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U.S. cities can save billions with green, resilient design, says report

A financial case for green roofs, solar panels, and permeable pavement


Sustainability has become a buzzword for urban designers and environmental advocates. A new report released yesterday stresses that making it a de facto policy for U.S. cities would be a cost-effective design solution that could save millions, and even billions, of dollars.

Co-authored by Greg Kats and Keith Glassbrook, Delivering Urban Resilience looked at the ecological and financial advantages that would come from promoting co-called “smart surfaces,” such as as green roofs, solar panels, and permeable and porous pavement, in urban areas.

Using three different cities as case studies—El Paso, Texas, Philadelphia, and Washington, D.C.—the researchers examined how adding these features can lower excess heat and improve water quality and stormwater management, all costly environmental issues exacerbated by climate change. For the first time, researchers assembled an integrated cost-benefit analysis for these strategies using insight from city partners, epidemiologists, and tech and energy experts.

Climate change and the heat island effect will lead to increasingly warm temperatures in our cities.

The results were promising, and suggest these adaptations should be seen less as a good idea and more as a necessary, and prudent, investment. The analysis showed that each of the cities studied would realize significant savings if they embraced these changes: El Paso would save $540 million, Washington, D.C., would save $1.8 billion, and Philadelphia would save $3.5 billion. These figures already factor in the cost of making significant adjustments and investments to add new, green infrastructure (the report puts the cost of a smart surface program in D.C. at $838 million, for example).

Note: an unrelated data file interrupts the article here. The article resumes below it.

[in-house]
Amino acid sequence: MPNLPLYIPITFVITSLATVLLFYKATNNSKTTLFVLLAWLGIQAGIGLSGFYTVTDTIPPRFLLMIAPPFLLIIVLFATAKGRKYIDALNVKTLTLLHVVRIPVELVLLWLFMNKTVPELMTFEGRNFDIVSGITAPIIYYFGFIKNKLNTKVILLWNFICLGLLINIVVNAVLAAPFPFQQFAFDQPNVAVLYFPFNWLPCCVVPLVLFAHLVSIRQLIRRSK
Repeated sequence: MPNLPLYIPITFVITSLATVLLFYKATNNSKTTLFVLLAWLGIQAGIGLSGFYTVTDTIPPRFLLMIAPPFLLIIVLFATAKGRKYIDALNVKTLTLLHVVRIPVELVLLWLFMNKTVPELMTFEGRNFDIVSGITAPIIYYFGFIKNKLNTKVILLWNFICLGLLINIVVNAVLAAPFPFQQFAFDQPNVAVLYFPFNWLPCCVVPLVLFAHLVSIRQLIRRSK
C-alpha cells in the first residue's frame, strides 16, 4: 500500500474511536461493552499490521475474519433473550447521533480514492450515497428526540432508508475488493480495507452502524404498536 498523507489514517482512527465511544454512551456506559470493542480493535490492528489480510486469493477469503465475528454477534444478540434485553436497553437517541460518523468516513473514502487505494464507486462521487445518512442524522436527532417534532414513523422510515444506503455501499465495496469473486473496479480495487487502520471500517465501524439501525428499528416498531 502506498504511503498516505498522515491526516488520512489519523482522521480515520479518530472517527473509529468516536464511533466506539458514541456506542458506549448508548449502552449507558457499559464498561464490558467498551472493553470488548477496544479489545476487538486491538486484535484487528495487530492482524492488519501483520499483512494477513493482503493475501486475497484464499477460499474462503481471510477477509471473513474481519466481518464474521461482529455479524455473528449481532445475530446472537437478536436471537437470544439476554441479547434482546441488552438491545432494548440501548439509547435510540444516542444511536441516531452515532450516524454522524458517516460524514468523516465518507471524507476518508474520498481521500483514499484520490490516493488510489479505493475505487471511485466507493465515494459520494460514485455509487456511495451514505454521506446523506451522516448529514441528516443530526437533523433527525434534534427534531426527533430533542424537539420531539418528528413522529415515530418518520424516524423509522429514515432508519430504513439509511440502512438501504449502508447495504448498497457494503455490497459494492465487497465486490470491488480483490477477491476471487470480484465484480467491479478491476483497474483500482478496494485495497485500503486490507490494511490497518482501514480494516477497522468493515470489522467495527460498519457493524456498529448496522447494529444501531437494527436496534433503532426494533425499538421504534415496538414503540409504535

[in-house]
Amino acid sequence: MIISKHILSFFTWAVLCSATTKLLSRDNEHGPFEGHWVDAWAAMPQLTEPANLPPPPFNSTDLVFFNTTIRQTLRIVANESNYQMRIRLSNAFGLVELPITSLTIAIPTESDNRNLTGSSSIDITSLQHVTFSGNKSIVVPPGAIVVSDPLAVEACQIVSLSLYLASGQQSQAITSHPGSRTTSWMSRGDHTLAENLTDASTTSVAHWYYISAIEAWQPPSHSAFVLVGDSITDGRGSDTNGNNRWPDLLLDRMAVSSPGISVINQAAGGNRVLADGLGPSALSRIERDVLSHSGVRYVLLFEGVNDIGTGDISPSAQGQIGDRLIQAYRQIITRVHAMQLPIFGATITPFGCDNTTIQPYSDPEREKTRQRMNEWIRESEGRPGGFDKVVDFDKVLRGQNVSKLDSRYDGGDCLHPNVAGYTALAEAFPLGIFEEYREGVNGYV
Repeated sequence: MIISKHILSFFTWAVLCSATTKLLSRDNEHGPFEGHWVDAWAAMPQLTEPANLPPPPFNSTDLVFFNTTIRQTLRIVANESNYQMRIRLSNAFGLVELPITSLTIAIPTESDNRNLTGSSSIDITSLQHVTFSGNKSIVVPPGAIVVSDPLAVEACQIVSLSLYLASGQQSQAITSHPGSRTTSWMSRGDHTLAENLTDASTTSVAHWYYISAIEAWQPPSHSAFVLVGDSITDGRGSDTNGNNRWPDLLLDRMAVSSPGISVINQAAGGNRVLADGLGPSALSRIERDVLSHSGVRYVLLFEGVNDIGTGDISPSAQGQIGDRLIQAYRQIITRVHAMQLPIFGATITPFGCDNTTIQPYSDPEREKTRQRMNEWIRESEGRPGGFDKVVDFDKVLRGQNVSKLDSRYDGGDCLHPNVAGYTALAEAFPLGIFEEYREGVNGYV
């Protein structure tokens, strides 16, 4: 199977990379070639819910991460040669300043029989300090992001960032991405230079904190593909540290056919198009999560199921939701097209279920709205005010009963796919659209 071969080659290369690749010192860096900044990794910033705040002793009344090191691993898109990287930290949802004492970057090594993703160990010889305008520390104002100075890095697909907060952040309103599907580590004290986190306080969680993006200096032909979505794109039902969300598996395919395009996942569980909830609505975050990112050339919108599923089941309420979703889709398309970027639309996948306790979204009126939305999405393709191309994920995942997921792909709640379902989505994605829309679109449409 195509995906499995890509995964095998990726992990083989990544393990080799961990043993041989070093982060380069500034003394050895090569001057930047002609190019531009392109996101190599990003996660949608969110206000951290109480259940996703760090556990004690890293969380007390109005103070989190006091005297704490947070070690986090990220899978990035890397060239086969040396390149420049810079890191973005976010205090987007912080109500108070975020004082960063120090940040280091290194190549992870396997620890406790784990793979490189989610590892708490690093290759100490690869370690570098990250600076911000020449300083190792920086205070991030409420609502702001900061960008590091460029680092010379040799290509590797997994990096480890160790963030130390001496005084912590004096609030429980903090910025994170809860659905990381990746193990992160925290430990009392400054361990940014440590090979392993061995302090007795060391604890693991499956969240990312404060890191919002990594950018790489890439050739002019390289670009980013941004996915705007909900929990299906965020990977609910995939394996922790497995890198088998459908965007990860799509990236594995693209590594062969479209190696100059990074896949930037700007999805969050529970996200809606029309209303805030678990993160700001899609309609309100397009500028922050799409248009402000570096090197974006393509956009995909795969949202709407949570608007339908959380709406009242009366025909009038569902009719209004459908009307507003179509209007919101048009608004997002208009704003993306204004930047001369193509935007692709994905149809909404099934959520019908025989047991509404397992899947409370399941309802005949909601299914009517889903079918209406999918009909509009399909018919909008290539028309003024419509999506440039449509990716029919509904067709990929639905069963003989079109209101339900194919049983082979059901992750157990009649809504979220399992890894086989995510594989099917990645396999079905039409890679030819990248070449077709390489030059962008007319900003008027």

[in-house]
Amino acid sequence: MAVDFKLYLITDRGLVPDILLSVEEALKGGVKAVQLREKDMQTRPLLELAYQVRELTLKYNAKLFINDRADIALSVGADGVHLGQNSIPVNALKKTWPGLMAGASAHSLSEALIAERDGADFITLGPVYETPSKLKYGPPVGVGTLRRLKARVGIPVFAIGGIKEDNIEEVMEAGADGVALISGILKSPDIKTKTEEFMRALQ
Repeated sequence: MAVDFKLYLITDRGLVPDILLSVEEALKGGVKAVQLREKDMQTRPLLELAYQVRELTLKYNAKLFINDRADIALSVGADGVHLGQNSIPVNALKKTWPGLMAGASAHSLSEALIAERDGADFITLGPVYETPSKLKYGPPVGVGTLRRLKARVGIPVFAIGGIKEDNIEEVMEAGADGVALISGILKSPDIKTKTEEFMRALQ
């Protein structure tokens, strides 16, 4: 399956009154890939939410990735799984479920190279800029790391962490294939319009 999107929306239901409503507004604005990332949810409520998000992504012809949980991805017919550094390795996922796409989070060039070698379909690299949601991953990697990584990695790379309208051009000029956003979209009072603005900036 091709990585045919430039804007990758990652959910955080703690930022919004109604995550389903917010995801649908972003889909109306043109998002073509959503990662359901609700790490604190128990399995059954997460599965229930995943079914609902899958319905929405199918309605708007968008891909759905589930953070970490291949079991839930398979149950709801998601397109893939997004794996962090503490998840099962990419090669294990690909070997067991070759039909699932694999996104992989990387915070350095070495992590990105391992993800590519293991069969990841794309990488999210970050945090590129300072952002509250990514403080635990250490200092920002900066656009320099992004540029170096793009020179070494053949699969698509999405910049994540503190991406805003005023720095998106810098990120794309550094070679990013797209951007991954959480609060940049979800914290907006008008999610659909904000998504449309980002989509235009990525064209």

Adopting the entire suite of smart, resilient solutions would save cities significant money on energy, water, and infrastructure repairs, due to increased resilience. Cooling technologies and adaptions would cut regional energy bills and reduce smog, and the benefits to health and livability would compound over time.

The findings underlined the threat that climate change poses to urban areas, which, due to the heat island effect and rising temperatures, will suffer increasingly uncomfortable summers. The report notes that these changes, if adopted, would also prevent an expected loss of significant summer tourism revenue for the cities studies. Factoring in the tourism revenue that could be saved by these smart surfaces would revise the total savings estimates for both D.C. and Philadelphia to $4.9 billion and $8.4 billion, respectively.

The changes that come from city-wide adoption would also provide more proportional benefits to citizens living in low-income areas. Due to lack of trees and greenery, and the higher likelihood of living in or near areas covered in dark, impervious surfaces, these residents suffer more from summer heat, air pollution, respiratory illness, heat stress, and high health costs than the population at large. A previous study published in the journal Environmental Health Perspectives found that, in U.S. cities, African Americans and Hispanics are 51 percent and 21 percent more likely, respectively, to live in high heat risk urban areas than non-Hispanic white Americans.

While energy savings are often seen as a significant benefit, mitigating rising temperatures can have a profound impact on health care costs. A 2017 report by the Medical Society Consortium on Climate & Health, representing 11 major medical societies such as the American Medical Association, found that “climate change is already causing problems in communities in every region of our nation.”

The report was released yesterday in Washington D.C. at Capitol Crossing, a new development seeking LEED certification. The researchers collaborated with 15 organizations, including the U.S. Green Building Council, American Institute of Architects, the National League of Cities, the National Housing Trust, the Chesapeake Bay Foundation and The JPB Foundation.